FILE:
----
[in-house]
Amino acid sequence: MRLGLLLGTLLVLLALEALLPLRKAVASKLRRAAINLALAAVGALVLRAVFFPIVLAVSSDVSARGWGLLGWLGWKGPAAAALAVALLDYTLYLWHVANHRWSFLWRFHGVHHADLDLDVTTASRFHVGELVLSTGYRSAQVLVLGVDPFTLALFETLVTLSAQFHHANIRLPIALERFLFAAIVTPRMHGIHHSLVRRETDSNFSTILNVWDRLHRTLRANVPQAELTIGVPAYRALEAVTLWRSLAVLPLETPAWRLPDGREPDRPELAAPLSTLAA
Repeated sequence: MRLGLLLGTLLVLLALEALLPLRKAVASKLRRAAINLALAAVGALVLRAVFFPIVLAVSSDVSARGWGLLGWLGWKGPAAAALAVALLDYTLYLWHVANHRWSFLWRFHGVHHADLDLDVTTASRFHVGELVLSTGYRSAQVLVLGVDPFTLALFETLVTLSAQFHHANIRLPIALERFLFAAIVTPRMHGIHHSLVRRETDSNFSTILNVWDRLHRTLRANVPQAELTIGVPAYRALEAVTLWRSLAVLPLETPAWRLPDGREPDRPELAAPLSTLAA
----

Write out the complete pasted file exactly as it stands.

[in-house]
Amino acid sequence: MRLGLLLGTLLVLLALEALLPLRKAVASKLRRAAINLALAAVGALVLRAVFFPIVLAVSSDVSARGWGLLGWLGWKGPAAAALAVALLDYTLYLWHVANHRWSFLWRFHGVHHADLDLDVTTASRFHVGELVLSTGYRSAQVLVLGVDPFTLALFETLVTLSAQFHHANIRLPIALERFLFAAIVTPRMHGIHHSLVRRETDSNFSTILNVWDRLHRTLRANVPQAELTIGVPAYRALEAVTLWRSLAVLPLETPAWRLPDGREPDRPELAAPLSTLAA
Repeated sequence: MRLGLLLGTLLVLLALEALLPLRKAVASKLRRAAINLALAAVGALVLRAVFFPIVLAVSSDVSARGWGLLGWLGWKGPAAAALAVALLDYTLYLWHVANHRWSFLWRFHGVHHADLDLDVTTASRFHVGELVLSTGYRSAQVLVLGVDPFTLALFETLVTLSAQFHHANIRLPIALERFLFAAIVTPRMHGIHHSLVRRETDSNFSTILNVWDRLHRTLRANVPQAELTIGVPAYRALEAVTLWRSLAVLPLETPAWRLPDGREPDRPELAAPLSTLAA